To Al’s credit, when Hageseth asks him if he can touch his wrists (wrist-touching being meant to signify “compassion”), Al doesn’t smirk.

    Later, an actual patient, a fifty-ish woman named Jan Law, is filmed just prior to, and in the process of, getting shocked.

    “Tell us about the teddy bears,” Hageseth encourages, and Jan explains how she used to be scared of shock until she began taking a stuffed bear in with her to the shock room. She then tells us that, after getting Hageseth’s permission, she began passing out teddy bears to his other shock patients. She’s also seen in a roomful of them queued up for shock, praying with and for them.

    One who has been watching this video up to this point, who has never had shock or even heard of it, might reasonably be confused by the double message. If shock’s so wonderful, (we celebrate it, call it “an honoring of the soul” and make commemorative videos of ourselves having it so we can watch it over and lover like a child’s first steps) then why is everyone so scared? Why are they praying if there’s no danger? Why must fifty year olds resort to clutching childhood toys?

    The answer won’t be found anywhere in the video; it is willfully, perhaps skillfully, but very maliciously, left out. There is no doubt that Christian Hageseth knows that shock causes permanent memory loss (always) and permanent cognitive damage (frequently) resulting in a net personal loss that can be life-crippling or life-ending. I know this because of my personal communications with him. We know it because he admits on the video that it happened to his own mother. Yet the video assures us that there is absolutely no danger in getting shock. For some reason, (cowardice, fear of lawsuits?) Hageseth enlists another psychiatrist from Colorado named Steven Dubovsky, whom he calls an expert, but who has no special qualifications, in a set-up “question and answer” session where Dubovsky mouths the party line of the American Psychiatric Association.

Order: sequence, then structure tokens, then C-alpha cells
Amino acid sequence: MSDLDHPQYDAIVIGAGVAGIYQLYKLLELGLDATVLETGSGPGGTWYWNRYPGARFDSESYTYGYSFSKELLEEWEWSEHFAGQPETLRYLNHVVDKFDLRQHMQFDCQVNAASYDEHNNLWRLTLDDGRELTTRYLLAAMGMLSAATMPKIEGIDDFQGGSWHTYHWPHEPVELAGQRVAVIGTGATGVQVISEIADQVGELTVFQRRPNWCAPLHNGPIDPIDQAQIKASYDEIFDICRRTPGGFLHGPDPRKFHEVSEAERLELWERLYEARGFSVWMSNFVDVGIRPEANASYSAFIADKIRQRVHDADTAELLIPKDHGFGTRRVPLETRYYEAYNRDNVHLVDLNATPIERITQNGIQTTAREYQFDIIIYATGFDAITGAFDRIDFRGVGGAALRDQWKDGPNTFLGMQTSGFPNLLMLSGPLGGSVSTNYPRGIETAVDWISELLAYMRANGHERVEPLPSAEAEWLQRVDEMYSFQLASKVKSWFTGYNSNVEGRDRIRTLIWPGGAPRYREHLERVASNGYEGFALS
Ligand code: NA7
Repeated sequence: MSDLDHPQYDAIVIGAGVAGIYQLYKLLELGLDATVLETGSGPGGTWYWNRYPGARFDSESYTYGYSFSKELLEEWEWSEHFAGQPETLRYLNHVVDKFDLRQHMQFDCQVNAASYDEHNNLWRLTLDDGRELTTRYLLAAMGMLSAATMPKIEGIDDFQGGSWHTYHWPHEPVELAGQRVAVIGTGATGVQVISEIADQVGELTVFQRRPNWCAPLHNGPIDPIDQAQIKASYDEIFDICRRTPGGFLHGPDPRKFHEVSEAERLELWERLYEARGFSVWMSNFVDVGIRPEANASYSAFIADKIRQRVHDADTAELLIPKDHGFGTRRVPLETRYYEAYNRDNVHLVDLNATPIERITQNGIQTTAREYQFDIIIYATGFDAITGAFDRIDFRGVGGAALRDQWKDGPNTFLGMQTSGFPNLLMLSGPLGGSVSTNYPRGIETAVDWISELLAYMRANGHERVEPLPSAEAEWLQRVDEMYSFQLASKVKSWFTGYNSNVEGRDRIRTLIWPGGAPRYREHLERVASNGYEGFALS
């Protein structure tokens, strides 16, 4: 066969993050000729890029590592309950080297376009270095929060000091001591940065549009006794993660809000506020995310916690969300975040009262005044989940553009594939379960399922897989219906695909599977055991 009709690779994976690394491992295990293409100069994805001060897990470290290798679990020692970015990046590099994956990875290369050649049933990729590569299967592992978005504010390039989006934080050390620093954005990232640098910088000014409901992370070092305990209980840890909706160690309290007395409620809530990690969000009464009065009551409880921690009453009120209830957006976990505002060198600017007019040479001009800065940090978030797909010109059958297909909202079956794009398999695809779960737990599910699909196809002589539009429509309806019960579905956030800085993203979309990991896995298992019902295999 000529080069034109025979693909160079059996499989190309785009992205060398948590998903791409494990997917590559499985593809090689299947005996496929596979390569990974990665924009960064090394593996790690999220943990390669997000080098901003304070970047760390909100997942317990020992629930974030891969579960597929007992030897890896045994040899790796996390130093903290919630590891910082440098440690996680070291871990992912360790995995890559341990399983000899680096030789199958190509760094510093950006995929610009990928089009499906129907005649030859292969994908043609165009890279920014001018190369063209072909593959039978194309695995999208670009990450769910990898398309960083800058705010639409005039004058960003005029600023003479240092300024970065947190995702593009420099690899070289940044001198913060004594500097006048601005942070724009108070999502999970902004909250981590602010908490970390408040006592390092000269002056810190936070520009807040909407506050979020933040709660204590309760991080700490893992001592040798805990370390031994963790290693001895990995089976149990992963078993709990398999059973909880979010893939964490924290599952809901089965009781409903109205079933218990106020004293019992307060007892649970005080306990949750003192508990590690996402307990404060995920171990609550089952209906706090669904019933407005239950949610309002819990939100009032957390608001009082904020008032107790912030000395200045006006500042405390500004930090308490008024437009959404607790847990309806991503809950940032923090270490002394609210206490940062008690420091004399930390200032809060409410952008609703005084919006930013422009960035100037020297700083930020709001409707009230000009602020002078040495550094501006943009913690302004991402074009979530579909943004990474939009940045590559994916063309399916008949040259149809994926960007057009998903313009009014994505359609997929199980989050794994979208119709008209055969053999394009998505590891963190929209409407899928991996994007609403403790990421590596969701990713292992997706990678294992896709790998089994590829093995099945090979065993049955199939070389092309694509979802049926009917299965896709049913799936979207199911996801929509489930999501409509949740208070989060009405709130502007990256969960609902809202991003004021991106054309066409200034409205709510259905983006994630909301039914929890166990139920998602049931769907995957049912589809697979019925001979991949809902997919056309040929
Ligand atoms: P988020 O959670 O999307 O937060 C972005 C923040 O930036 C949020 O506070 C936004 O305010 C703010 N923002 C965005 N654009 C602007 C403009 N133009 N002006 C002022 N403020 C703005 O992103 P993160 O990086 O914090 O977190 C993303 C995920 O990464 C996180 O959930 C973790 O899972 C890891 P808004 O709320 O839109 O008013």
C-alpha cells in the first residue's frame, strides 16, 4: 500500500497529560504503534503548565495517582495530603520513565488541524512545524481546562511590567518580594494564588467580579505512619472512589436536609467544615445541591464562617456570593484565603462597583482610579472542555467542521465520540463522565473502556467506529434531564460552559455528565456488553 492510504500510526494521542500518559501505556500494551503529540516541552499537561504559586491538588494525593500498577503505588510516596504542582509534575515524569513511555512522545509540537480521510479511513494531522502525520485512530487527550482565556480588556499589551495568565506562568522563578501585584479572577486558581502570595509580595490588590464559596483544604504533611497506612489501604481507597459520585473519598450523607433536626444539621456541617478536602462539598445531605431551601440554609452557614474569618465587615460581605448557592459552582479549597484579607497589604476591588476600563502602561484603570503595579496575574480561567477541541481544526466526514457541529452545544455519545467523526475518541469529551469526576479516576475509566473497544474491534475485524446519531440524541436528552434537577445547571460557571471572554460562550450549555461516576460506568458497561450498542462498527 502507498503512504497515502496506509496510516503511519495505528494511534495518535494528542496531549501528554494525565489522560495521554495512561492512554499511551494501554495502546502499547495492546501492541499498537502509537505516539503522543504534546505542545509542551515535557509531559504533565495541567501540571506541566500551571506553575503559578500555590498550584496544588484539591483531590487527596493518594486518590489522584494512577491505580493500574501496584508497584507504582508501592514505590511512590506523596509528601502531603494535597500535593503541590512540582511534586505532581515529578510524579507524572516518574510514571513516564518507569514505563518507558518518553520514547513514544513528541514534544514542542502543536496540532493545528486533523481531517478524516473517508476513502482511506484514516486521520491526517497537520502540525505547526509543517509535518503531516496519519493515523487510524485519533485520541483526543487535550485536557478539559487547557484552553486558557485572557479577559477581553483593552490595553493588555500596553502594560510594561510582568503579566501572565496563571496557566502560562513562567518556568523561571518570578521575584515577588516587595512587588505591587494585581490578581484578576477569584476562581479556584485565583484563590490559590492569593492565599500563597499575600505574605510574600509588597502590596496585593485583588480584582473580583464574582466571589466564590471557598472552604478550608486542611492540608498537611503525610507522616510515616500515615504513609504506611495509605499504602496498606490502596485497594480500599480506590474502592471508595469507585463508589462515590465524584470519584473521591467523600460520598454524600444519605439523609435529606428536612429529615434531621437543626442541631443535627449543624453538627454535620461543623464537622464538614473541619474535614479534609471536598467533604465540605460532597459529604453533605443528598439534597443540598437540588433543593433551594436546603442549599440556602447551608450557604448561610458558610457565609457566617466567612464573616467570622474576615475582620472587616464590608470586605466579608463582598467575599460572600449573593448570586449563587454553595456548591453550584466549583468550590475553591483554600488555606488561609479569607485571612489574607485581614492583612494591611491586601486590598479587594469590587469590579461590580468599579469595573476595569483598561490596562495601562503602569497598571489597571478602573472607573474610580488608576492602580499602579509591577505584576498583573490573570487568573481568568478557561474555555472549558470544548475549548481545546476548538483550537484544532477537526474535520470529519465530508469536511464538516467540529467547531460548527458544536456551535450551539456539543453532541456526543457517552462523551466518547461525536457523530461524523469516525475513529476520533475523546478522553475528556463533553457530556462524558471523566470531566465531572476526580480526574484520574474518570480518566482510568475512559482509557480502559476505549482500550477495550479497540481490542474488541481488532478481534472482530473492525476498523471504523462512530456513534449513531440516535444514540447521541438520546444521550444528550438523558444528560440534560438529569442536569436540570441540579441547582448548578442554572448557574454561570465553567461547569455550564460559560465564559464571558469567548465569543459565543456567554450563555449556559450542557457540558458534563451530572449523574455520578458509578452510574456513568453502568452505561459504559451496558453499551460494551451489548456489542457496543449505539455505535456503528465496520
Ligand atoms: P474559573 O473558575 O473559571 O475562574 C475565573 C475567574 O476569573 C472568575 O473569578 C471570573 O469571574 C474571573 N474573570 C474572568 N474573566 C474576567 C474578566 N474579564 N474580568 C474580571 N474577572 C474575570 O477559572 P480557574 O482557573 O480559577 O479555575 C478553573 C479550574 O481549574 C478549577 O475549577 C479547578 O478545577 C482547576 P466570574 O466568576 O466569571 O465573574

Viewers are not told that all the research he cites — for example, the article claiming shock treatment improves rather than damages memory,, or the one which claims a woman who had over 1,000 shocks showed no brain damage on autopsy — was done by members of the APA’s small “Task Force” on shock. They are men who have made a career out of doing and/or promoting it and who either own or have lucrative financial deals with the companies that make the shock machines. These men invented and popularized the theory, cited by Dubovsky, that all the people who complain about shock do so because they are just crazy and are imagining memory loss where none exists.

    Oh yes. did I mention that these guys also get fat fees like $6,000 a day for saying these things in court?

    Dubovsky has obviously been well coached, and he’s tricky. He sounds scientific and could convince — intends to convince — those who don’t know what he’s leaving out or lying about. He says “the only physical risk with ECT is the risk associated with brief general anesthesia. There’s no increased risk for the ECT itself.”

    Funny, but people don’t die of brief general anesthesia at the rate they die from ECT (approximately 1 in 200), and brief general anesthesia doesn’t usually cause brain hemorrhaging, cardiac arrest, or forgetting things like your name or how to read. Later on, he says “any brain damage that you get is probably from not breathing during the treatment — not the ECT itself.” Then he corrects himself, using a semantic trick he’s learned from the APA: “There is no credible evidence of credible damage to the brain.”